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+ servings
slow cooker chicken stock in jars on a wooden server

Slow Cooker Chicken Stock

Slow Cooker Homemade Chicken Stock is the dump it and forget it way to make homemade chicken stock.  It's so easy and so much better than store bought! {GF, Paleo}

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Chicken parts:

  • Cooked or raw chicken carcass wings, necks, backbone, and giblets (do not use liver!), trimmed of excess fat, and cut into smaller pieces if necessary*


  • 1 onion peeled and quartered
  • 1 large carrot cut into large pieces
  • 1 large stalk celery cut into large pieces

Bouquet Garni:

  • 1 small piece of cheesecloth or the dark green top of a leek
  • kitchen twine
  • 1 sprig fresh thyme
  • 1 sprig Italian flat leaf parsley
  • 1 bay leaf
  • 6 peppercorns


  • Place the chicken parts and aromatics into a slow cooker and fill with water until it covers the mixture by about 2". Set aside.
  • Place the sprigs of thyme and parsley, bay leaf, and peppercorns on the cheesecloth or leek top, and tie together with a piece of kitchen twine. Place in the slow cooker with the chicken parts and aromatics.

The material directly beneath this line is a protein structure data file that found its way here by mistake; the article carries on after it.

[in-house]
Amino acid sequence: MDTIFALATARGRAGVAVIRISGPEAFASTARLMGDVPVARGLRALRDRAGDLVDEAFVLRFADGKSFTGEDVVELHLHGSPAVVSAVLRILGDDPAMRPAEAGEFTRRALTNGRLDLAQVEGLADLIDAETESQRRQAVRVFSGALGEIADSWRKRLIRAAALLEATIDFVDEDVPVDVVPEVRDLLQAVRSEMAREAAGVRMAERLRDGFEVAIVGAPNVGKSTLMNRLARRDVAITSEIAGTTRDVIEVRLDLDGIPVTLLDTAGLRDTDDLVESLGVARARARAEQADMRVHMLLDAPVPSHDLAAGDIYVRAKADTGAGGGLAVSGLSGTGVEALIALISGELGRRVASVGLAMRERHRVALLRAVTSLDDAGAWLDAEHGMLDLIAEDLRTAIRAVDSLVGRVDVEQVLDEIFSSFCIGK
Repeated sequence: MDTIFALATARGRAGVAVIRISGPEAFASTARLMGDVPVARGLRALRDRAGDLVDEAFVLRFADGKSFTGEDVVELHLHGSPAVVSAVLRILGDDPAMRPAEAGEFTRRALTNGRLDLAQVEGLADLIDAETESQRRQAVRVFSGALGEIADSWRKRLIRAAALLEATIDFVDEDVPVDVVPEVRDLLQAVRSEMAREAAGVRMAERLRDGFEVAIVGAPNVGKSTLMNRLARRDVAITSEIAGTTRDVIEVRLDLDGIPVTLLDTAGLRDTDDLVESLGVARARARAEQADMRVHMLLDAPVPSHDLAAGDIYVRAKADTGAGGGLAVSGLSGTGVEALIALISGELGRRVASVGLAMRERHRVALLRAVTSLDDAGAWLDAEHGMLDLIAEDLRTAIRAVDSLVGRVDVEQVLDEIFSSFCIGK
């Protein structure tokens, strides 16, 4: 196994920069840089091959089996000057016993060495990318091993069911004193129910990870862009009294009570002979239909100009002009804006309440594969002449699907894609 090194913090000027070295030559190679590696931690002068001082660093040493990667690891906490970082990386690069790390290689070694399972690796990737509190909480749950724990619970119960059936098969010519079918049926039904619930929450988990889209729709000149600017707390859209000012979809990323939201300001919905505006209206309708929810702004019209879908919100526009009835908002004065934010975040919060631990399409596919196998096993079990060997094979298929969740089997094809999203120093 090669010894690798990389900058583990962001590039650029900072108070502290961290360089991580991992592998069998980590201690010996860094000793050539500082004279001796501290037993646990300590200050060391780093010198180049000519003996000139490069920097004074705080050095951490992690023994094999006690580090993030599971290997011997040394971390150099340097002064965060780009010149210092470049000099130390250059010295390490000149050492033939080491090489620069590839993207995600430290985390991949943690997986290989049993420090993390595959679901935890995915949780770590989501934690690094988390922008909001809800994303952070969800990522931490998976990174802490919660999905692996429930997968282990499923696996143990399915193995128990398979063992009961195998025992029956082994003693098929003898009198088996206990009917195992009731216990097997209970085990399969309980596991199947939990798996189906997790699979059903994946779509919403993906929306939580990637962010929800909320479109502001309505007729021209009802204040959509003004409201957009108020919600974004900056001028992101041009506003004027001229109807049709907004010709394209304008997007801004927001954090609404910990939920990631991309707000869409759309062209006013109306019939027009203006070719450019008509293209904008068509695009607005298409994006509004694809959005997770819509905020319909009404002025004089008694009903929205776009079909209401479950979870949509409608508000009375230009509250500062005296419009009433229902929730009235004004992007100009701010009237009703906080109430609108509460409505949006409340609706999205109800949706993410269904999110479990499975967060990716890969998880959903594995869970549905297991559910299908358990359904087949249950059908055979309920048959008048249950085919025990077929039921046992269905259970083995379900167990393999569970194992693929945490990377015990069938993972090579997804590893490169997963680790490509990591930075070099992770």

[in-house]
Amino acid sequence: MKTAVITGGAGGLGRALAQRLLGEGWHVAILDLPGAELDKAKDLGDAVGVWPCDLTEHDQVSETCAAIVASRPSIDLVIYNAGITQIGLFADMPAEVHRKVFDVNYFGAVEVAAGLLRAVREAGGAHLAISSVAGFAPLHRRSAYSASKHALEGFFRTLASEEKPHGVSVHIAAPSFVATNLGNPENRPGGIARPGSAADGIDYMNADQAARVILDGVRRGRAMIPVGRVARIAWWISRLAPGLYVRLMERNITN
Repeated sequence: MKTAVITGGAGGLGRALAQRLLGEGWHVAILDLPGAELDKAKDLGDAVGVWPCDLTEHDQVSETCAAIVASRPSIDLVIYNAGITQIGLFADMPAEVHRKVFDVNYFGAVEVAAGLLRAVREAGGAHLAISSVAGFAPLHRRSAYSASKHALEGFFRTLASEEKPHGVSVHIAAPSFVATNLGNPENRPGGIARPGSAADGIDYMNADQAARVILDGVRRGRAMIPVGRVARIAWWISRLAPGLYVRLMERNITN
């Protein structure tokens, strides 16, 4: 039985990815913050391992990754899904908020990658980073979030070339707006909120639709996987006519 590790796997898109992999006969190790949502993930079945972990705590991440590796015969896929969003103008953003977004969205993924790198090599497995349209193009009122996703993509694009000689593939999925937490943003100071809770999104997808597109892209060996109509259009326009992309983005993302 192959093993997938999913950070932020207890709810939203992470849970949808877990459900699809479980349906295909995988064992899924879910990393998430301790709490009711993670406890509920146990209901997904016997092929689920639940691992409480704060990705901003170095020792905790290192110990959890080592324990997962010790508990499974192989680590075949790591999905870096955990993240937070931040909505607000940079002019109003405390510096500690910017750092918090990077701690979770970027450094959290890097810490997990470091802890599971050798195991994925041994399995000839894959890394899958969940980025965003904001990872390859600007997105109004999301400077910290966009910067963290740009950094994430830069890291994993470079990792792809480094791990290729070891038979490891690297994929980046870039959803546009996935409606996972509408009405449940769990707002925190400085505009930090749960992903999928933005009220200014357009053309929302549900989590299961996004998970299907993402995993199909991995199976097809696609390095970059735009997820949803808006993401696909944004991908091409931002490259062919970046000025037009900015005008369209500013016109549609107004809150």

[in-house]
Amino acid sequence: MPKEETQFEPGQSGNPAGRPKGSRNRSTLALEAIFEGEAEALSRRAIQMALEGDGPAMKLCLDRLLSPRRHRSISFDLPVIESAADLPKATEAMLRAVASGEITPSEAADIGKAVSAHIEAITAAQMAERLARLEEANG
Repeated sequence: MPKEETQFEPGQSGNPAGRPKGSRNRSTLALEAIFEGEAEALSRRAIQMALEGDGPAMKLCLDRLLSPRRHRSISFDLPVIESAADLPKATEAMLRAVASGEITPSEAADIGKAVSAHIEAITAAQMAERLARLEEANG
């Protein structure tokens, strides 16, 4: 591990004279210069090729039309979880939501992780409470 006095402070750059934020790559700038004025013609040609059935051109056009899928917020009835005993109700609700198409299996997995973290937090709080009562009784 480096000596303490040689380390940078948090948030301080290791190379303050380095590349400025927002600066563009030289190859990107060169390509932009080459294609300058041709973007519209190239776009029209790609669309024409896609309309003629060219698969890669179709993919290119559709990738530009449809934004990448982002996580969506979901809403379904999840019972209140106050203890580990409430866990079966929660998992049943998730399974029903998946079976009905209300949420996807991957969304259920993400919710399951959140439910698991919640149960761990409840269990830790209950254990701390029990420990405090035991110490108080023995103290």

• Cover and cook on low for 8-24 hours, skimming the scum from the top occasionally. Strain into a large bowl using a fine mesh strainer and cool completely.
  • Store in the refrigerator or portion and freeze in zip top bags or ice cube trays.


  • You can use a rotisserie chicken carcass or bones from cooked chicken to make a dark chicken stock, which is even more flavorful.  If you're not ready to make stock right away, simply freeze the carcass/bones in a zip top bag.
  • You may notice that my chicken parts look icy, and that's because I've been buying whole chickens, breaking them down, and reserving the backbones and various other parts for stock.  I place them in zip top bags and freeze them until I'm ready to use them, which makes things really convenient for me.
  • Any chicken parts will do, but be aware that if you use wings or other parts with the skin on, you should skim the scum from the top more often.  Even with skimming, there's a good chance that the stock will become cloudy as the fat will emulsify with the stock.  If your stock does become cloudy, don't worry -- it will still taste great!
  • If your sieve isn't catching all the particles from your stock, line it with a double layer of cheesecloth.
  • Turkey carcass/bones may be swapped for the chicken!

Nutrition is estimated using a food database and is only intended to be used as a guideline for informational purposes.

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